Canadians have consistently backed freer trade since the early 1990s when the rewards of the Canada-U.S. FTA ushered in a decade of economic growth. That agreement was no sure thing with Brian Mulroney’s Progressive Conservatives fighting the 1988 election on the issue. They won a majority of the seats (with 43 per cent of the popular vote) but only carried three provinces – Alberta, Manitoba and Quebec – with the Liberals and NDP and most premiers opposed to the agreement.
Today, the Trudeau Liberals are champions of freer trade and a renewed NAFTA enjoys strong support from the Conservatives as well the premiers. The premiers and provincial legislators are vital to the Canadian campaign reminding Americans that we are their biggest export market and that trade with Canada generates an estimated nine million American jobs.
Recent surveys by NANOS and IPSOS reveal that the Canadian public has confidence in the Trudeau government’s ability to negotiate a good deal and people are also willing to cut the government a lot of slack in its NAFTA renegotiation. A recent Angus Reid survey also showed that Canadians are ready to make changes to the supply management system that protects the dairy and poultry industries but with a higher cost to consumers.
What about softwood lumber?
Softwood lumber, or timber as it is called in the U.S., was likely the first trade dispute, dating back before Confederation to the George Washington administration when Massachusetts timber merchants (Maine was then part of Massachusetts) sought redress for competition from New Brunswick lumber used in shipbuilding. It has been a regular, unfortunate and visceral feature of Canada-U.S. relations for much of the last half century. The rancour over shakes and shingles almost undid the negotiations leading to the 1988 Canada-U.S. FTA. A series of carefully negotiated agreements have managed the trade but with the expiry of the 2006 agreement in September 2015 and inability to secure a deal in the year-long moratorium that followed, Canadian lumber producers are once more paying export duties.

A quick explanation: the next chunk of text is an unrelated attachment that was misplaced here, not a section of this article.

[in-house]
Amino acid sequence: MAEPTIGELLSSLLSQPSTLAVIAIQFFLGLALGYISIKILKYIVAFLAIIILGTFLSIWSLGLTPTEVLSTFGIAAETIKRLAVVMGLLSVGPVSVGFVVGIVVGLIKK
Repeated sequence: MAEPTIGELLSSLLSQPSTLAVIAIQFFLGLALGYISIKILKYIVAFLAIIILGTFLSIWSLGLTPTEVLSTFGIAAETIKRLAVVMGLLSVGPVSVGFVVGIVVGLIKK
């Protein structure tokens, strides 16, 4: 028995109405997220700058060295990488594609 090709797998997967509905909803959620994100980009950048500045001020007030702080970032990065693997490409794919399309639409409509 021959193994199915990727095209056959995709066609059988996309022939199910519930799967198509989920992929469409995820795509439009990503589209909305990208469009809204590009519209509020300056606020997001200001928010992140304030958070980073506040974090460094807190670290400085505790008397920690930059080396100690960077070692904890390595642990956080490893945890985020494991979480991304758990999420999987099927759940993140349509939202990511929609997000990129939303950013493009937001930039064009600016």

At the crux of the dispute are our different practices on domestic support and taxation, with most U.S. timber harvested from private lands (as in our Maritimes) rather than public lands (as in the rest of Canada). Even though the industry is increasingly integrated in terms of ownership, there remain lots of small timber holdings, especially in the southeastern U.S., that view Canadian practices as subsidized by government. Any deal is likely to once more see a managed trade deal with a quota on Canadian lumber imports after which a levy would kick in. Any deal is also complicated by the requirement for the provinces – British Columbia is the biggest supplier, Alberta, Ontario, Quebec and New Brunswick – each with their own particular forestry practices, to agree on how they will divvy up the trade.